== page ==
In 2016, the CDC reported that more than 300,000 senior citizens fractured their hips. Three of every four hip fractures involved a woman, possibly because women have a higher risk of developing osteoporosis.
The older your parents are, the higher the chances of them falling and breaking their hip. Most of these fractures occur when a person falls sideways. A fall can happen on icy pavement or decking, dimly lit front or back steps, or out of bed. If your mom breaks her hips, it’s important to take these steps.
Talk to Her Doctor
Involve yourself in the trip to the hospital and follow-up appointments. Your mom may or may not need hip surgery. If she does, it can take months for her to heal.
Her doctor will advise her of the exercises she should do, the frequency of therapy sessions, and follow-up care. She may need a bone density screening. By being there for those discussions, you know what your mom should be doing and can make sure she does.
Encourage Her to Move Around
Back at home, your mom needs to walk around regularly. She can’t risk blood clots or weakened muscles. If she is fearful of walking alone, join her. If you have to work, get someone to help her walk around her house up and down the street. She may need a walker or cane at first, but she’ll regain speed as she gets used to using a device.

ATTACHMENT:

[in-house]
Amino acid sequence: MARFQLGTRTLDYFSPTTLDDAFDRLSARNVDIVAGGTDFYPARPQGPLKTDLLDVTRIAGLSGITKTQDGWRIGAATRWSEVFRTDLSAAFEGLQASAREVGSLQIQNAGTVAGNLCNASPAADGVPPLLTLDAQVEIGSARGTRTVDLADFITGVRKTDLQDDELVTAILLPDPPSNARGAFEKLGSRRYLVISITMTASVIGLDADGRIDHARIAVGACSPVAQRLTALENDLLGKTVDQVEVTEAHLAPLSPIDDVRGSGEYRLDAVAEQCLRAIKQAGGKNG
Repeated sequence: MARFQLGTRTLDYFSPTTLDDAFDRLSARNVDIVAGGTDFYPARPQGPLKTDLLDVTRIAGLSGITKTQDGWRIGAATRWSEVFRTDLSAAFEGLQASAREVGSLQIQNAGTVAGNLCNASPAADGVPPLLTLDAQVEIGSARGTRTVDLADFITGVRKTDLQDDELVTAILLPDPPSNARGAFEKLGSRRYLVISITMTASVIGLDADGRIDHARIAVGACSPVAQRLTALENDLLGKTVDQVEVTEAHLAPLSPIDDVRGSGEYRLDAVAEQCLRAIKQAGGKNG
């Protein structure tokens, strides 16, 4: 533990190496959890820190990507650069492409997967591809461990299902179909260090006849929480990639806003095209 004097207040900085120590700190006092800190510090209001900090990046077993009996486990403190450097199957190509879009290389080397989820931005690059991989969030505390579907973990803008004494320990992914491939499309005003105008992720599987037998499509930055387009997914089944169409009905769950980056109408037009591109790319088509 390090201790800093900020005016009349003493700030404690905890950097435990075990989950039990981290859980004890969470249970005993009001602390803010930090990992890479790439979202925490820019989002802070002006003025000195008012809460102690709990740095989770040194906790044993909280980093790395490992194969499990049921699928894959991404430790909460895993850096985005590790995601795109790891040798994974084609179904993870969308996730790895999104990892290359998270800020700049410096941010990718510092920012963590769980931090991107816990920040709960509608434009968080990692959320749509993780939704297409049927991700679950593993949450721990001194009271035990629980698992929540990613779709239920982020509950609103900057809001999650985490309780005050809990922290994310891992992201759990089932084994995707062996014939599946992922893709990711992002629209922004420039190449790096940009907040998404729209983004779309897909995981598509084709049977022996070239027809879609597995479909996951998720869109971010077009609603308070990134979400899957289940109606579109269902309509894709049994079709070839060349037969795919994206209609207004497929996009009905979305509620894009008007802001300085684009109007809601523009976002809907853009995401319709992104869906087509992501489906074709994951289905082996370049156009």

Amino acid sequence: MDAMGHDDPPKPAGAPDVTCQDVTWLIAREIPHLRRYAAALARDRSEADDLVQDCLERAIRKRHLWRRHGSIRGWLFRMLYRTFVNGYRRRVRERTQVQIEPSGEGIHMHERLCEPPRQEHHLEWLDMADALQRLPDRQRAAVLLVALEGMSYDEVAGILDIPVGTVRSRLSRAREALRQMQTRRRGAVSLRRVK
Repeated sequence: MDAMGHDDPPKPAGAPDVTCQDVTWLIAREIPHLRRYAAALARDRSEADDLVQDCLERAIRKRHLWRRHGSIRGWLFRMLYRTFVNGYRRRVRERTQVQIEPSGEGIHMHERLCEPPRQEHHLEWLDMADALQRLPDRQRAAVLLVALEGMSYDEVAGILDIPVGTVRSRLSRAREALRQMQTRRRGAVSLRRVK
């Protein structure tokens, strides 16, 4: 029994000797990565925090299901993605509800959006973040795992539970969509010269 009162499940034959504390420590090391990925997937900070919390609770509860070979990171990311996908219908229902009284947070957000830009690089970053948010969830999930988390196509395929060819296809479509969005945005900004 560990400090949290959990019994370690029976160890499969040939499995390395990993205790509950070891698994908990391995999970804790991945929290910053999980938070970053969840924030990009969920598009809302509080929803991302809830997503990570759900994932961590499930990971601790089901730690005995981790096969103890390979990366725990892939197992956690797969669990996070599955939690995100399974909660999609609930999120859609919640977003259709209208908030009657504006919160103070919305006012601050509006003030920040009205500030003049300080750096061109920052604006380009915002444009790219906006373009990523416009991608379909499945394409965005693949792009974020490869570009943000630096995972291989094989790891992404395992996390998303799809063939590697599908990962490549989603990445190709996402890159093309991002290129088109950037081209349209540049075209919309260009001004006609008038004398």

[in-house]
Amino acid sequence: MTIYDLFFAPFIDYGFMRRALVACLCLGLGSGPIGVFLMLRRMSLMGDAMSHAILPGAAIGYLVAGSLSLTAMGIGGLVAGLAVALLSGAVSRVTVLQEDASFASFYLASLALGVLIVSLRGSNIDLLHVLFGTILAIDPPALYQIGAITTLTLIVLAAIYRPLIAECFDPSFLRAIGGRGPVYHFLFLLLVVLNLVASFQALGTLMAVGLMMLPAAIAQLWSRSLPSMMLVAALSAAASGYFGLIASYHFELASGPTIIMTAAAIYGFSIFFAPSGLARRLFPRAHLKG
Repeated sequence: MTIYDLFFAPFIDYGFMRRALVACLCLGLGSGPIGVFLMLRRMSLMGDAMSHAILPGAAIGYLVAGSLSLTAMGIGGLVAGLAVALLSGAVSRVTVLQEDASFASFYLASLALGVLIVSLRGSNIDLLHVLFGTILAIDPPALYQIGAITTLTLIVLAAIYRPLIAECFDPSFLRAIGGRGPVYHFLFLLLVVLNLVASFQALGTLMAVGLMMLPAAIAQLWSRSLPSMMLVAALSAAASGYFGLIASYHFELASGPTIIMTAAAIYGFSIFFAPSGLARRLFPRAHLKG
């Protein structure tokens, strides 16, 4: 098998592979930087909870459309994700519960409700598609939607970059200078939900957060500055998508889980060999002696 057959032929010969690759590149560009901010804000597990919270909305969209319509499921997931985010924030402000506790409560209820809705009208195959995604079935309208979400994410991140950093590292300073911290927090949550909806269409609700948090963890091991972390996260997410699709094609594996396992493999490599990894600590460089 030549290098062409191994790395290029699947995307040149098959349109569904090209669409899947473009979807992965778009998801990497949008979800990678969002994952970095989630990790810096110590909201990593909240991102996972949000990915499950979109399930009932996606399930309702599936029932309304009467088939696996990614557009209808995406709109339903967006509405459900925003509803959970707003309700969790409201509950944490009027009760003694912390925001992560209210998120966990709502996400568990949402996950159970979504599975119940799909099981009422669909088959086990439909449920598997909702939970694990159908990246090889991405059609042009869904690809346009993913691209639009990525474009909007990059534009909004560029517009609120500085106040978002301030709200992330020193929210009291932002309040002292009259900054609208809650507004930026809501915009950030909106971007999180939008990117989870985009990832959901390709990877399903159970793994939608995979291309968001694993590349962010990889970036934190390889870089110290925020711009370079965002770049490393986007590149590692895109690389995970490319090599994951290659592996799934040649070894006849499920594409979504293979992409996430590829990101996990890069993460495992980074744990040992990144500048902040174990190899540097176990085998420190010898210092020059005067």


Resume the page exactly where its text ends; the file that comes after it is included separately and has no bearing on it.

Improve Home Safety
Go through your mom’s home and look at areas where a fall could happen. Bathrooms should have grab bars. If your mom doesn’t like the look of a grab bar, look at models that have towel bars below the supportive handrail.
Look at the stairs both inside and outside the home. Can you clearly see each riser? If not, brighter lighting is important. Check flooring for loose carpeting, broken tiles, or warped boards. Make sure that items in kitchens are with reach. If not, move them around to make them more accessible.
Finally, go into your mom’s bedroom. Is the route from her bed to the bathroom clear of clutter? Are there nightlights to help her see in the dark. Motion-activated lighting installed at the floor level may help.
Hire Elderly Care Providers During Her Recovery
While she recovers, make sure she has the support of an elderly care professional. She will be encouraged to get up and build muscles and bones, but she may need someone to help with routine tasks.
Elderly care aides can remind her to take medications on time. They can cook meals that meet calcium guidelines. Elderly care services also include transportation to and from businesses like medical offices and therapists. Talk to our elderly care agency to find out more about the benefits of caregivers after a hip fracture.